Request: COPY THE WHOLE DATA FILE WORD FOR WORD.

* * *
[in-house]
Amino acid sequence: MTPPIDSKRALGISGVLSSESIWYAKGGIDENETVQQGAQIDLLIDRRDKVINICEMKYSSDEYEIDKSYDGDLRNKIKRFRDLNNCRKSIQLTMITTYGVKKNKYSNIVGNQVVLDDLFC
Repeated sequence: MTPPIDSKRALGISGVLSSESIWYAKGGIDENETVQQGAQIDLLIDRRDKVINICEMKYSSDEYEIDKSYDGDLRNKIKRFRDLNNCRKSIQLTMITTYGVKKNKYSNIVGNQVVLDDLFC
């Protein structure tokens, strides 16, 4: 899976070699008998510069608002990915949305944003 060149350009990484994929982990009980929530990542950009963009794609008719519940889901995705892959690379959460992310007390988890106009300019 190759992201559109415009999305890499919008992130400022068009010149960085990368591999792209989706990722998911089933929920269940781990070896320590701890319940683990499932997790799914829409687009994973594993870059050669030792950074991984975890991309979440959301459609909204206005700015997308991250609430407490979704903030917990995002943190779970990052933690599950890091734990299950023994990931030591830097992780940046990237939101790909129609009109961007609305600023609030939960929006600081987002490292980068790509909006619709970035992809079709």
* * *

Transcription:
[in-house]
Amino acid sequence: MTPPIDSKRALGISGVLSSESIWYAKGGIDENETVQQGAQIDLLIDRRDKVINICEMKYSSDEYEIDKSYDGDLRNKIKRFRDLNNCRKSIQLTMITTYGVKKNKYSNIVGNQVVLDDLFC
Repeated sequence: MTPPIDSKRALGISGVLSSESIWYAKGGIDENETVQQGAQIDLLIDRRDKVINICEMKYSSDEYEIDKSYDGDLRNKIKRFRDLNNCRKSIQLTMITTYGVKKNKYSNIVGNQVVLDDLFC
């Protein structure tokens, strides 16, 4: 899976070699008998510069608002990915949305944003 060149350009990484994929982990009980929530990542950009963009794609008719519940889901995705892959690379959460992310007390988890106009300019 190759992201559109415009999305890499919008992130400022068009010149960085990368591999792209989706990722998911089933929920269940781990070896320590701890319940683990499932997790799914829409687009994973594993870059050669030792950074991984975890991309979440959301459609909204206005700015997308991250609430407490979704903030917990995002943190779970990052933690599950890091734990299950023994990931030591830097992780940046990237939101790909129609009109961007609305600023609030939960929006600081987002490292980068790509909006619709970035992809079709």